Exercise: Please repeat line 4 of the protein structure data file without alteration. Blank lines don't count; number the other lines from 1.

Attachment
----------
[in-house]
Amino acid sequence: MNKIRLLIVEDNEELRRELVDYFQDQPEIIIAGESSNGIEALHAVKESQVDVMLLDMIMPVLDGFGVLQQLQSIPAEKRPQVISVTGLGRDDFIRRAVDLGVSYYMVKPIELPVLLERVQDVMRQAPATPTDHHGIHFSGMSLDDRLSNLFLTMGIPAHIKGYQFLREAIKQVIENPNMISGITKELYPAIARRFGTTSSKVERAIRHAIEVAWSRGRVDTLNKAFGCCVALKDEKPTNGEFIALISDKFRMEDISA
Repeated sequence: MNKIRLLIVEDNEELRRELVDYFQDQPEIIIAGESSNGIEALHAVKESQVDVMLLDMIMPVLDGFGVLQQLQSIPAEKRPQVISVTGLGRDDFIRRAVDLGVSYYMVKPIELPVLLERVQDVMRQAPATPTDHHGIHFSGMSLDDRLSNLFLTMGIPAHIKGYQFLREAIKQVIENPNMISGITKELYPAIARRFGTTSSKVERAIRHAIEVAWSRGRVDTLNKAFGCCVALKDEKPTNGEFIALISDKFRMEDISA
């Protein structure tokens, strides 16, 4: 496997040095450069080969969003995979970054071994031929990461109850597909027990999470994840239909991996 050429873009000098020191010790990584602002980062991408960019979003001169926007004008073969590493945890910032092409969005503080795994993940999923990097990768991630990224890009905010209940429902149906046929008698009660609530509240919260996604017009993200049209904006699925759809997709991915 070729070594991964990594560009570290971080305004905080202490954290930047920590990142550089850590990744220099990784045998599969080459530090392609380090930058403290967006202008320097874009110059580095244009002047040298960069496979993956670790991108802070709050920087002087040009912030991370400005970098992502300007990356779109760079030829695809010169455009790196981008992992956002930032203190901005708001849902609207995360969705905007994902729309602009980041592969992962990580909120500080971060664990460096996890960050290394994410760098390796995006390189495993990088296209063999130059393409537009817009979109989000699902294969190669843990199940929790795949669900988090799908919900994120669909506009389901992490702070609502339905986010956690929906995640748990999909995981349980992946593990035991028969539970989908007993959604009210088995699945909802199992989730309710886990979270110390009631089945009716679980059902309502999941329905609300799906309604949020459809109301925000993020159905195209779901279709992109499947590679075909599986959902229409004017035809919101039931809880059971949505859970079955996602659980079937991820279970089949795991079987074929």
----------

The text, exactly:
């Protein structure tokens, strides 16, 4: 496997040095450069080969969003995979970054071994031929990461109850597909027990999470994840239909991996 050429873009000098020191010790990584602002980062991408960019979003001169926007004008073969590493945890910032092409969005503080795994993940999923990097990768991630990224890009905010209940429902149906046929008698009660609530509240919260996604017009993200049209904006699925759809997709991915 070729070594991964990594560009570290971080305004905080202490954290930047920590990142550089850590990744220099990784045998599969080459530090392609380090930058403290967006202008320097874009110059580095244009002047040298960069496979993956670790991108802070709050920087002087040009912030991370400005970098992502300007990356779109760079030829695809010169455009790196981008992992956002930032203190901005708001849902609207995360969705905007994902729309602009980041592969992962990580909120500080971060664990460096996890960050290394994410760098390796995006390189495993990088296209063999130059393409537009817009979109989000699902294969190669843990199940929790795949669900988090799908919900994120669909506009389901992490702070609502339905986010956690929906995640748990999909995981349980992946593990035991028969539970989908007993959604009210088995699945909802199992989730309710886990979270110390009631089945009716679980059902309502999941329905609300799906309604949020459809109301925000993020159905195209779901279709992109499947590679075909599986959902229409004017035809919101039931809880059971949505859970079955996602659980079937991820279970089949795991079987074929």